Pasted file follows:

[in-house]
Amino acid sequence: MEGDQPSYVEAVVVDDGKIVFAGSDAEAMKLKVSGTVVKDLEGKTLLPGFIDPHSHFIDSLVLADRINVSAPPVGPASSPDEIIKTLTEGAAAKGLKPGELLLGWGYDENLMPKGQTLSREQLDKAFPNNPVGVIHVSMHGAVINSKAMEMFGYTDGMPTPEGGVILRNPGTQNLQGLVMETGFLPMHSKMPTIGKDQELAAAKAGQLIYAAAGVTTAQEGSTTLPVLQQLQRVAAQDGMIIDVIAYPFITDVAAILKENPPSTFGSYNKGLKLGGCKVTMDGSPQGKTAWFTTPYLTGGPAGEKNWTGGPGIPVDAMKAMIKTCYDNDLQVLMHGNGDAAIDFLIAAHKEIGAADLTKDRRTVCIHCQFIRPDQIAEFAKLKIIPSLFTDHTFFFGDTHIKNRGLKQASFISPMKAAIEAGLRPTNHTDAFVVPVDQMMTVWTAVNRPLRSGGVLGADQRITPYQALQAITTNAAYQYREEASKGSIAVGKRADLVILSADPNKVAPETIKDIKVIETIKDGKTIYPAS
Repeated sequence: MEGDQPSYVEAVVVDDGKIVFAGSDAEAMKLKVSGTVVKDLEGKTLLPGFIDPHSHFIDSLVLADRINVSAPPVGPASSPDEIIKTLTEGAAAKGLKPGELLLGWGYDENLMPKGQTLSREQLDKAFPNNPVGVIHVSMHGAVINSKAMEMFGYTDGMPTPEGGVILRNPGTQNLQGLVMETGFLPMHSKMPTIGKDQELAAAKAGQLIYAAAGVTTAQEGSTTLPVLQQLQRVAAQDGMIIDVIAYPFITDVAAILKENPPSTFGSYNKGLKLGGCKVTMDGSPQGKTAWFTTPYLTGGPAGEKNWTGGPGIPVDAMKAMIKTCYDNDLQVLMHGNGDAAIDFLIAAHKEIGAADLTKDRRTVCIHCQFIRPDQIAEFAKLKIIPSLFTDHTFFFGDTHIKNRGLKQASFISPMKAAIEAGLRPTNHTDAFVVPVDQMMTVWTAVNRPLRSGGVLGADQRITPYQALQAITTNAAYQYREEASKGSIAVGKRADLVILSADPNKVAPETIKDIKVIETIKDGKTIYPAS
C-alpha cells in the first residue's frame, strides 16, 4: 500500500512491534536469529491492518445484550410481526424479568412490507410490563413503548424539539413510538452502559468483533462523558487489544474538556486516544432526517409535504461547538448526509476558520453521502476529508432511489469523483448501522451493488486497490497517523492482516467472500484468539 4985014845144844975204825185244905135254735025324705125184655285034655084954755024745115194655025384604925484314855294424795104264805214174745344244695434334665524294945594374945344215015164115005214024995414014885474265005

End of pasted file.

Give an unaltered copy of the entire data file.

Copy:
[in-house]
Amino acid sequence: MEGDQPSYVEAVVVDDGKIVFAGSDAEAMKLKVSGTVVKDLEGKTLLPGFIDPHSHFIDSLVLADRINVSAPPVGPASSPDEIIKTLTEGAAAKGLKPGELLLGWGYDENLMPKGQTLSREQLDKAFPNNPVGVIHVSMHGAVINSKAMEMFGYTDGMPTPEGGVILRNPGTQNLQGLVMETGFLPMHSKMPTIGKDQELAAAKAGQLIYAAAGVTTAQEGSTTLPVLQQLQRVAAQDGMIIDVIAYPFITDVAAILKENPPSTFGSYNKGLKLGGCKVTMDGSPQGKTAWFTTPYLTGGPAGEKNWTGGPGIPVDAMKAMIKTCYDNDLQVLMHGNGDAAIDFLIAAHKEIGAADLTKDRRTVCIHCQFIRPDQIAEFAKLKIIPSLFTDHTFFFGDTHIKNRGLKQASFISPMKAAIEAGLRPTNHTDAFVVPVDQMMTVWTAVNRPLRSGGVLGADQRITPYQALQAITTNAAYQYREEASKGSIAVGKRADLVILSADPNKVAPETIKDIKVIETIKDGKTIYPAS
Repeated sequence: MEGDQPSYVEAVVVDDGKIVFAGSDAEAMKLKVSGTVVKDLEGKTLLPGFIDPHSHFIDSLVLADRINVSAPPVGPASSPDEIIKTLTEGAAAKGLKPGELLLGWGYDENLMPKGQTLSREQLDKAFPNNPVGVIHVSMHGAVINSKAMEMFGYTDGMPTPEGGVILRNPGTQNLQGLVMETGFLPMHSKMPTIGKDQELAAAKAGQLIYAAAGVTTAQEGSTTLPVLQQLQRVAAQDGMIIDVIAYPFITDVAAILKENPPSTFGSYNKGLKLGGCKVTMDGSPQGKTAWFTTPYLTGGPAGEKNWTGGPGIPVDAMKAMIKTCYDNDLQVLMHGNGDAAIDFLIAAHKEIGAADLTKDRRTVCIHCQFIRPDQIAEFAKLKIIPSLFTDHTFFFGDTHIKNRGLKQASFISPMKAAIEAGLRPTNHTDAFVVPVDQMMTVWTAVNRPLRSGGVLGADQRITPYQALQAITTNAAYQYREEASKGSIAVGKRADLVILSADPNKVAPETIKDIKVIETIKDGKTIYPAS
C-alpha cells in the first residue's frame, strides 16, 4: 500500500512491534536469529491492518445484550410481526424479568412490507410490563413503548424539539413510538452502559468483533462523558487489544474538556486516544432526517409535504461547538448526509476558520453521502476529508432511489469523483448501522451493488486497490497517523492482516467472500484468539 4985014845144844975204825185244905135254735025324705125184655285034655084954755024745115194655025384604925484314855294424795104264805214174745344244695434334665524294945594374945344215015164115005214024995414014885474265005